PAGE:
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case of death; if the death is not due to the original accident, the remaining amount of the compensation is paid to the legal heirs according to the civil law.
These complex provisions are evidently necessary because of the lump-sum basis for measuring compensation. The actual amount of the annuity is dependent upon the age, the value of the annuity purchasable with a definite amount increasing with age. Another peculiarity due to the system of lump-sum payments is that in the case of death of the beneficiary within two years from the day of the accident, if the death was in no way connected with the original accident, the legal heirs inherit the bulk of the compensation, for the annuity is not purchasable until the end of the two years.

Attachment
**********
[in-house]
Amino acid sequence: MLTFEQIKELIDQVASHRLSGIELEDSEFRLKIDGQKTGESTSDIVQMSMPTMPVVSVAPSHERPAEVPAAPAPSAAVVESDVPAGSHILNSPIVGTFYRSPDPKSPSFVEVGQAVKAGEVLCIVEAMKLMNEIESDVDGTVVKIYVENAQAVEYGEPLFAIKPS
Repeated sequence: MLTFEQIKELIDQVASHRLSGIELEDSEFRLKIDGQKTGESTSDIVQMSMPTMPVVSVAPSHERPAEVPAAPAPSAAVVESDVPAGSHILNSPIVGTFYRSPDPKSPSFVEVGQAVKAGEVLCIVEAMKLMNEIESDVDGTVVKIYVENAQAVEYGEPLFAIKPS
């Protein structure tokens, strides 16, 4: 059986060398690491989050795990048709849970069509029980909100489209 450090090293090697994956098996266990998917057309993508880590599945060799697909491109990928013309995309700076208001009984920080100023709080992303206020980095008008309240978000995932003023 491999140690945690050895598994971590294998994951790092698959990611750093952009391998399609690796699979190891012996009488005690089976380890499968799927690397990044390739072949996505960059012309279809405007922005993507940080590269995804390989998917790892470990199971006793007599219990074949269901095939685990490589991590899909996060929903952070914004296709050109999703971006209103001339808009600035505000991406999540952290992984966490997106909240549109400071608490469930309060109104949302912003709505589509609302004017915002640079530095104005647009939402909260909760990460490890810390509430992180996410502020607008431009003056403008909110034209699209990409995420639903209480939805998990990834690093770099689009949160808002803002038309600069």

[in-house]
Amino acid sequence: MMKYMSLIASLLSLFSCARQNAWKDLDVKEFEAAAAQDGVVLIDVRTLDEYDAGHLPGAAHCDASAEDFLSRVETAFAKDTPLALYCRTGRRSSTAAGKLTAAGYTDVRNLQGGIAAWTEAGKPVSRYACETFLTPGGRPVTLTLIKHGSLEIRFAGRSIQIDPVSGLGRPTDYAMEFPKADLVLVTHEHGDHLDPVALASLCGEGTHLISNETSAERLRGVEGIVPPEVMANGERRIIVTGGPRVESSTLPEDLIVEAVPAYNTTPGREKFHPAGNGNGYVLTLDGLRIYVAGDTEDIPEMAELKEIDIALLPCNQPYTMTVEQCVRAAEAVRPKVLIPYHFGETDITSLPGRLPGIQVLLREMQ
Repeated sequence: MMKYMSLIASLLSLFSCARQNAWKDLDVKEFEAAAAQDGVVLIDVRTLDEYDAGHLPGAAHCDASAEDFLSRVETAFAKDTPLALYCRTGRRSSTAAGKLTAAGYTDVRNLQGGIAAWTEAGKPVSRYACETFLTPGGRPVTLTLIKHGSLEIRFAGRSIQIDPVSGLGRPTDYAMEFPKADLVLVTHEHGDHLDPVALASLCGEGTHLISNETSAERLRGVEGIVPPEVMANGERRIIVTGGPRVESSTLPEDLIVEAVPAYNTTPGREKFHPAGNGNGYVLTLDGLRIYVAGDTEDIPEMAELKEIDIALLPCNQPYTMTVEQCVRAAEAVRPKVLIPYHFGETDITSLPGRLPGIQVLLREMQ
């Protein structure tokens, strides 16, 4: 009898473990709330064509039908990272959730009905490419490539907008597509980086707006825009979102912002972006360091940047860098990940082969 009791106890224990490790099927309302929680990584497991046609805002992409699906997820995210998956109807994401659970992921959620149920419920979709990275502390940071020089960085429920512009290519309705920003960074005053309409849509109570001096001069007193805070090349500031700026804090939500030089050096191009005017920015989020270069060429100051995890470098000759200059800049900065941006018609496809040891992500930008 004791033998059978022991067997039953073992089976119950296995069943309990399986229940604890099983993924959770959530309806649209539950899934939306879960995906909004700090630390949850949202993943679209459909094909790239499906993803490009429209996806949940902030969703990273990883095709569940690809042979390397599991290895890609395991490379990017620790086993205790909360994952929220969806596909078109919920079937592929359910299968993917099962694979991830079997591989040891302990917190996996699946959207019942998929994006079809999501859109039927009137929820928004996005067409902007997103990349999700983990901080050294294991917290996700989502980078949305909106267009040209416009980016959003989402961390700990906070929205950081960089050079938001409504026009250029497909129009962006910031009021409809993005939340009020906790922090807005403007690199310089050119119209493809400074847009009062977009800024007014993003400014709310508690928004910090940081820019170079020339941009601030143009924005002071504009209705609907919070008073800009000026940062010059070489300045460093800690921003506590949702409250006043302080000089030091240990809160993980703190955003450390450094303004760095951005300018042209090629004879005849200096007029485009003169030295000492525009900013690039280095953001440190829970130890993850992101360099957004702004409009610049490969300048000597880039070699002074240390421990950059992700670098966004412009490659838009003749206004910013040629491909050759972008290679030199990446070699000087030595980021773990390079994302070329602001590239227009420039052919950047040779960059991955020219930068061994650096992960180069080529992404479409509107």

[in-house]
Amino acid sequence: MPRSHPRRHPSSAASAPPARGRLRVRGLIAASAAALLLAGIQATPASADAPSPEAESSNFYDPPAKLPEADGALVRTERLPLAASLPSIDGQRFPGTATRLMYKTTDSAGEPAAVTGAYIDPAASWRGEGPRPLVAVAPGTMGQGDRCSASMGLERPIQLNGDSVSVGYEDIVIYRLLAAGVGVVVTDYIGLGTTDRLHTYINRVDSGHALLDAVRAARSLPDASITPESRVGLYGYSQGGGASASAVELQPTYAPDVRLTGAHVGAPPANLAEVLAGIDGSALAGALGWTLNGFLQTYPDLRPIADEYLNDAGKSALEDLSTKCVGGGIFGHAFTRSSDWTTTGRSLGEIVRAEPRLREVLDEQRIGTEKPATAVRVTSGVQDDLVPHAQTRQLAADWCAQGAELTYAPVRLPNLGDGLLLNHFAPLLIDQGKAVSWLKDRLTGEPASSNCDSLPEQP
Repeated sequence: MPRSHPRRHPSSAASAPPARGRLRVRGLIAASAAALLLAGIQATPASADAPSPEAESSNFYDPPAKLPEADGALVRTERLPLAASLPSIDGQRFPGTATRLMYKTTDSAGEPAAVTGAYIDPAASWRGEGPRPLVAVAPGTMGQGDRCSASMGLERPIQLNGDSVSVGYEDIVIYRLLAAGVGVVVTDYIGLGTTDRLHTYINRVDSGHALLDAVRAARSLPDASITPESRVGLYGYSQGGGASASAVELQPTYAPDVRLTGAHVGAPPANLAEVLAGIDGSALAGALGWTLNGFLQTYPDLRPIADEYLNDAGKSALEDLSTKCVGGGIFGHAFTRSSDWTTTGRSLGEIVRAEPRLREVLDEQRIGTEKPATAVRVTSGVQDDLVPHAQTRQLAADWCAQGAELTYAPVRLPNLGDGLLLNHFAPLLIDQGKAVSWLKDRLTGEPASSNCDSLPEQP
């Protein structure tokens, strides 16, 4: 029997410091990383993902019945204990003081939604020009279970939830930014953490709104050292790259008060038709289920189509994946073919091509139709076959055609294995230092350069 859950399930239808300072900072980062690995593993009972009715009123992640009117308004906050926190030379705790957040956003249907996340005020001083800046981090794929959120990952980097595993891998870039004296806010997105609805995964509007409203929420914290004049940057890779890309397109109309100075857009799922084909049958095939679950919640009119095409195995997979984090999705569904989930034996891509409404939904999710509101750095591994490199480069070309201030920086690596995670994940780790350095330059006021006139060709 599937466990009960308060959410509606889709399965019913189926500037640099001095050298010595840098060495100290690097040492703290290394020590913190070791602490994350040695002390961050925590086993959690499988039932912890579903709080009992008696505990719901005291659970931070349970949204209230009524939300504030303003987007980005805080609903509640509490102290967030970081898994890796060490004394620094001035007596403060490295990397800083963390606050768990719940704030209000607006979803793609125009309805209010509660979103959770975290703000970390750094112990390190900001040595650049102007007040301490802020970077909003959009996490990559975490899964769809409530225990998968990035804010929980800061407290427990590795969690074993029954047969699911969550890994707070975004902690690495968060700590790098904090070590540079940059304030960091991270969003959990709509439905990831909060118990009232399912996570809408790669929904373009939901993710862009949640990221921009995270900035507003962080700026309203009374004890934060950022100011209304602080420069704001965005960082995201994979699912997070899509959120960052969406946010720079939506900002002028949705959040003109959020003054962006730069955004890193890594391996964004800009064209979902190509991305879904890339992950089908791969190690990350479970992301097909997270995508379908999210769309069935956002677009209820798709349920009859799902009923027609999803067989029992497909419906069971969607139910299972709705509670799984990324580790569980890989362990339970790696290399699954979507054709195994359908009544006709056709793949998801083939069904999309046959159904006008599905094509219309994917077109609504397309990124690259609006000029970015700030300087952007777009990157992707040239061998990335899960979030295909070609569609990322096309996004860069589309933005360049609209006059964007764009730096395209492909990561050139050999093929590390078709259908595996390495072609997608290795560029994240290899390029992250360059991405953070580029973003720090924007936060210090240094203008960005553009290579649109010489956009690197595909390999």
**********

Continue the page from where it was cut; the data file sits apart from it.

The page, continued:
COMPENSATION FOR DEATH.—Compensation for death is equal to five times the annual earnings of the victim, except that in deep-sea navigation the amount is smaller, equal to three times the annual earnings only. This definite sum must be distributed among the dependent members of the family as provided for in the following complicated rules:
The dependent relatives are the consort, children or other descendants under 18 years or disabled; parents or other ascendants; and dependent brothers and sisters under 18 years or disabled.
The surviving consort (of either sex) receives
Two-fifths of the compensation, is there are children or other dependent descendants under 18 years of age or disabled because of some physical or mental defect; these descendants receiving the other three-fifths.
One-half of the compensation, if there are no children or other descendants of the classes described but dependent relatives in an ascending line survive; these relatives receiving the other half.